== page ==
From time to time, our cats and dogs can make a pretty big mess. Whether it’s pee, poop, vomit, blood or mud, it can be a challenge to find the best ways to clean up these messes before the stains set. So we asked our readers and pet experts for their go-to strategies.
From homemade cleaning solutions to black light usage, we’ve gathered the best advice in the gallery below. Check it out for ideas to add to your own cleaning arsenal.
Prevention Is Key
so many things in life, an ounce of prevention is worth a pound of cure — and
there are several ways to look at prevention when it comes to pet stains. First,
keep your pets in mind when you pick out your flooring. If you choose carpet over an easier-to-clean surface like hardwood, make sure you treat it with a protector to guard against liquids and stains. “Synthetic fibers repel scents and stains much better” than natural
fibers like wool or cotton, Dr. Marty Becker writes. You might also want to scatter small area rugs
around the house, especially on days when it’s muddy outside or when your cat or
dog isn’t feeling his best. Some area rugs are washable, and if not, they’re less of an expense to replace than carpeting.
Another key is learning your pet’s
habits and what it looks like before he's going to throw up or have an
accident. (He might make hacking noises, circle a bunch of times or have a
strange look on his face that gives it away.) By learning those signs, you
have a better chance of interceding and redirecting him outdoors — or away
from the carpet — so the cleanup isn’t as difficult.
Of course, as much as you try to
prevent it from happening, there will always be messes to clean up if you have
a cat or dog. When a mess happens, the last thing you want to do is waste valuable time looking for what you need to clean it up. One of our readers
suggests creating kits for each kind of flooring in your home, complete with the appropriate
cleaning solution and rags or paper towels and a trash bag. Trainer Mikkel
Becker notes that even if you don't need this all the time, it can be helpful if your pet is going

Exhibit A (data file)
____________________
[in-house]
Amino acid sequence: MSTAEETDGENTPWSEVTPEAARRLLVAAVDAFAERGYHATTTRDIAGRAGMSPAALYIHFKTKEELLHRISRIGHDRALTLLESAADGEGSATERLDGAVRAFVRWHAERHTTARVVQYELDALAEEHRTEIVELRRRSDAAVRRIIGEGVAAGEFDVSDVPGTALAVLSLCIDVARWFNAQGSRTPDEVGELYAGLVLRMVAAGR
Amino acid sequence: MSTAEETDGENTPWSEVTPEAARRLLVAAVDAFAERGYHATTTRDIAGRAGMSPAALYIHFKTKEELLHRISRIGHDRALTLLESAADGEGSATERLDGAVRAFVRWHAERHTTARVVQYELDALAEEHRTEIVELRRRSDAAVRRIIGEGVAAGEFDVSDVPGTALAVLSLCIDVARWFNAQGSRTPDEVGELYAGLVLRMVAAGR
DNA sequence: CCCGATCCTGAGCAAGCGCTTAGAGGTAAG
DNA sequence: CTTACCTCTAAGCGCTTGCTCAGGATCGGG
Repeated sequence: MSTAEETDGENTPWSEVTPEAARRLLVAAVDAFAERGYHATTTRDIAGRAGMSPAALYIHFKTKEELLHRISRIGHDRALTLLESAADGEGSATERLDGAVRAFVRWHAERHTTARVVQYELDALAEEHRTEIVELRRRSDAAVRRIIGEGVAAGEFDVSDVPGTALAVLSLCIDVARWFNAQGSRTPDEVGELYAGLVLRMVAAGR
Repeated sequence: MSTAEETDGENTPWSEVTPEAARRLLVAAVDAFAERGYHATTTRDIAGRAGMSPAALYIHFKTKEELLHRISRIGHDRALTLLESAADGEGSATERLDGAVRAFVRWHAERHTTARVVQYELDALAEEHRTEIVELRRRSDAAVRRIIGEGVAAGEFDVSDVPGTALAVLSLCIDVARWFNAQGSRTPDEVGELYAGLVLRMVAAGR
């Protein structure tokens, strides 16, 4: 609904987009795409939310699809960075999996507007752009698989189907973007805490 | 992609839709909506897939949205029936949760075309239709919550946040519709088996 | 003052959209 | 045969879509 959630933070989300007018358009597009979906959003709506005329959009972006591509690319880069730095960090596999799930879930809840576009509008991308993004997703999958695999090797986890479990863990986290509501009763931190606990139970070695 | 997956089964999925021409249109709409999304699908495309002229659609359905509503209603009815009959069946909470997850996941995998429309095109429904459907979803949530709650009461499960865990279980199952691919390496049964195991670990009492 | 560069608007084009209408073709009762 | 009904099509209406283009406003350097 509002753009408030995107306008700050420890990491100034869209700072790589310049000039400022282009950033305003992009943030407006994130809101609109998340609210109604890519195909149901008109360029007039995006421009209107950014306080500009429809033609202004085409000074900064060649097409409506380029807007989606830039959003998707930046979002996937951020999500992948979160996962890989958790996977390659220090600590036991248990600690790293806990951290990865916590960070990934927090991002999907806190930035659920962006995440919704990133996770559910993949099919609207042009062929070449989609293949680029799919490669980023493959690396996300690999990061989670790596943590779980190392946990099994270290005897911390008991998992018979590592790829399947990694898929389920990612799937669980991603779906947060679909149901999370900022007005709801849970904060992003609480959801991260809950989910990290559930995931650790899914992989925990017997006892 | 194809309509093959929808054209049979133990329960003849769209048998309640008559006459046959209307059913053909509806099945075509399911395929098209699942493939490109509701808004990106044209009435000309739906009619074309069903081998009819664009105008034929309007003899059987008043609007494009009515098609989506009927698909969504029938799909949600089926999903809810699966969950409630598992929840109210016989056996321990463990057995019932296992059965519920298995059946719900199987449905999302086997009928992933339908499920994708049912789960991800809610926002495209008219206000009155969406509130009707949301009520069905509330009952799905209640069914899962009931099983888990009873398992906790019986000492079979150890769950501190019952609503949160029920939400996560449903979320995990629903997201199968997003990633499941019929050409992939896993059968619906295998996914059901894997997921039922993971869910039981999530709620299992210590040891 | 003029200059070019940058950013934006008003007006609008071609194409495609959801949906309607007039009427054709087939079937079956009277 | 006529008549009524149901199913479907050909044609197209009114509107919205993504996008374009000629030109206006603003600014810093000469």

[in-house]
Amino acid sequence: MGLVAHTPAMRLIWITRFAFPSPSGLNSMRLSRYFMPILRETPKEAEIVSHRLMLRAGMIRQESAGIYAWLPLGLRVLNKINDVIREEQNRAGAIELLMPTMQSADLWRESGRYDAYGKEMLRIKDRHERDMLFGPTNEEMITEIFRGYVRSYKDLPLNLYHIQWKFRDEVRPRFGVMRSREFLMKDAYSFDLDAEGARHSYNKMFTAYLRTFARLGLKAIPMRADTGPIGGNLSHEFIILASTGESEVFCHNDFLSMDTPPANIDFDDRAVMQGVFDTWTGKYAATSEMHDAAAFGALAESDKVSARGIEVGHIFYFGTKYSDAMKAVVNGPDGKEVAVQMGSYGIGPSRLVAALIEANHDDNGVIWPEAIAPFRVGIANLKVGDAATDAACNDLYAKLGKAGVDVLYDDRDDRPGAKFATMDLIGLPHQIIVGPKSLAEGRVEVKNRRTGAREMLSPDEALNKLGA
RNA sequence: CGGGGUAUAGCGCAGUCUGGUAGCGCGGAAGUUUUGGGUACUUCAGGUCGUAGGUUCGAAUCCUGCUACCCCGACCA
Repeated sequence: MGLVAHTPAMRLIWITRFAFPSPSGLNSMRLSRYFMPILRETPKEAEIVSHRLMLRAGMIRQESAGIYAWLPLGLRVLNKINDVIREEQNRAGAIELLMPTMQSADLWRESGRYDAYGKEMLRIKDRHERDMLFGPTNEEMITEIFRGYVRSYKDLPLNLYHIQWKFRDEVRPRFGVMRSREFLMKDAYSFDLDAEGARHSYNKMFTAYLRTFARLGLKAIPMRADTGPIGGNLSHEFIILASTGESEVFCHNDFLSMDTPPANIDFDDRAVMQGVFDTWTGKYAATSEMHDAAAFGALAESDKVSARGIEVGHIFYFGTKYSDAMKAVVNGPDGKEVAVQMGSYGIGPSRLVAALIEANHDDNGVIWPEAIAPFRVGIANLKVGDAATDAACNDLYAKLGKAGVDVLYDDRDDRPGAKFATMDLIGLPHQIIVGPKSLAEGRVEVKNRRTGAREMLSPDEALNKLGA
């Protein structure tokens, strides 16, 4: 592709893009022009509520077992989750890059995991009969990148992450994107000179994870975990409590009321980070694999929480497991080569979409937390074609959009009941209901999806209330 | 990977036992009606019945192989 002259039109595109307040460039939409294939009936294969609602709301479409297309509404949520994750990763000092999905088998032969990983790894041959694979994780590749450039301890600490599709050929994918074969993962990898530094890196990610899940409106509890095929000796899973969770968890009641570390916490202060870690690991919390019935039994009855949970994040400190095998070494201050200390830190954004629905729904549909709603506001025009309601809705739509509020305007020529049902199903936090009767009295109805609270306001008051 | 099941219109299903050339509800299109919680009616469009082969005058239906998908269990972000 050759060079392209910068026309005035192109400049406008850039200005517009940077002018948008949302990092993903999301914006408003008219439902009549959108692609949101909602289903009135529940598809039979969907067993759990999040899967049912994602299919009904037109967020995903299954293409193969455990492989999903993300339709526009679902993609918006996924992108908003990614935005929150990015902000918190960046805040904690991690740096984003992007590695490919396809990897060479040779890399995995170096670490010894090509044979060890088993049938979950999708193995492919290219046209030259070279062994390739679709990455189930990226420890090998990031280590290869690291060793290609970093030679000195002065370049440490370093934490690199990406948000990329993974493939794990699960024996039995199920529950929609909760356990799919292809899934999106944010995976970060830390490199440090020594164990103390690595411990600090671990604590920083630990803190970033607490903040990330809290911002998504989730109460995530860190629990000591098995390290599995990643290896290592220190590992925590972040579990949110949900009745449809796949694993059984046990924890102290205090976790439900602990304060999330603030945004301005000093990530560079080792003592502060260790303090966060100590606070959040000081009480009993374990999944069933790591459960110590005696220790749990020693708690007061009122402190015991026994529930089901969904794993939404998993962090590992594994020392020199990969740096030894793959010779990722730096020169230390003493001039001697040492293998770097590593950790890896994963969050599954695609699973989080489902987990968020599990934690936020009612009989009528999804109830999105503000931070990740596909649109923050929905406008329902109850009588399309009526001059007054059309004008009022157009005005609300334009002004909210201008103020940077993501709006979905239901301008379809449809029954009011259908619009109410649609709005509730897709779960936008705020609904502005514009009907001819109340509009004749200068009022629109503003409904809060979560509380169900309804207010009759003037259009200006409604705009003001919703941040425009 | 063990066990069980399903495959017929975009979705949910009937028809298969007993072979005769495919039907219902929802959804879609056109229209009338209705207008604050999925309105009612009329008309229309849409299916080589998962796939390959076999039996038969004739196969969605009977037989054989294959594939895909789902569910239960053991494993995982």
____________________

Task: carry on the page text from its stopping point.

through some kind of illness or if you have a new
puppy. It’s a good idea to keep lots of old towels on hand, too.
Make Your Own Cleaning Solution
Our readers have a flood of suggestions
solutions to remove stains from carpets. Most include some combination of dish
soap, hydrogen peroxide and water or white vinegar; plain seltzer and plain
hydrogen peroxide are also recommended often. Whichever solution you use,
trainer Mikkel Becker says you need one with properties to break down the
particles and bacteria that create the smell and leave the stain. Many times it’s helpful to use a cleaning product that stays on for a few
minutes. Cover it with a damp paper towel and then soak it up afterward. Becker says she sometimes goes over an area one to three times, depending upon the stain. If
you make your own cleaning solution, confirm that the ingredients you use are safe for
pets. You can talk with your veterinarian about what you’re considering using to make
sure it’s not toxic. You should also try the solution on a small part of your carpet first to be sure it won't damage the carpet.
For Deeper Cleaning and Smells
Many readers recommend using baking soda
to soak up any smells and going back to vacuum it up later. Trainer Mikkel
Becker says it’s important to do deep carpet cleaning if your pet has recently had a particular difficulty that resulted in
more messes than usual. “It’s always a good idea to search for and destroy old
stains. Even if you can’t smell anything, old stains may still have a lingering
odor that can attract your puppy,” Dr. Becker writes. Both suggest using
a black light to find hidden areas where a pet might be peeing or marking. But
be forewarned: What’s revealed with a black light might be a little
Time Is of the Essence
with any stain, remember that time isn’t on your side. Get to the
mess as soon as you spot it to give yourself the best chance of getting it out
before it sets — and smells. “Get on it immediately: Pick up what you can, blot off the liquid
elements, then get the enzymatic cleaner working,” Dr. Becker writes. “If you
can’t clean right away, spray water to keep the problem area moist. Since you
want the enzymatic cleaner to have its best chance, apply as directed… and
then keep the area moist longer by covering carpet with plastic wrap and putting
a heavy book over the spot. Be very liberal with how much cleaner you apply.”
Also, keep in mind that the mess may have spread further beneath the carpet
than what you can see on the surface.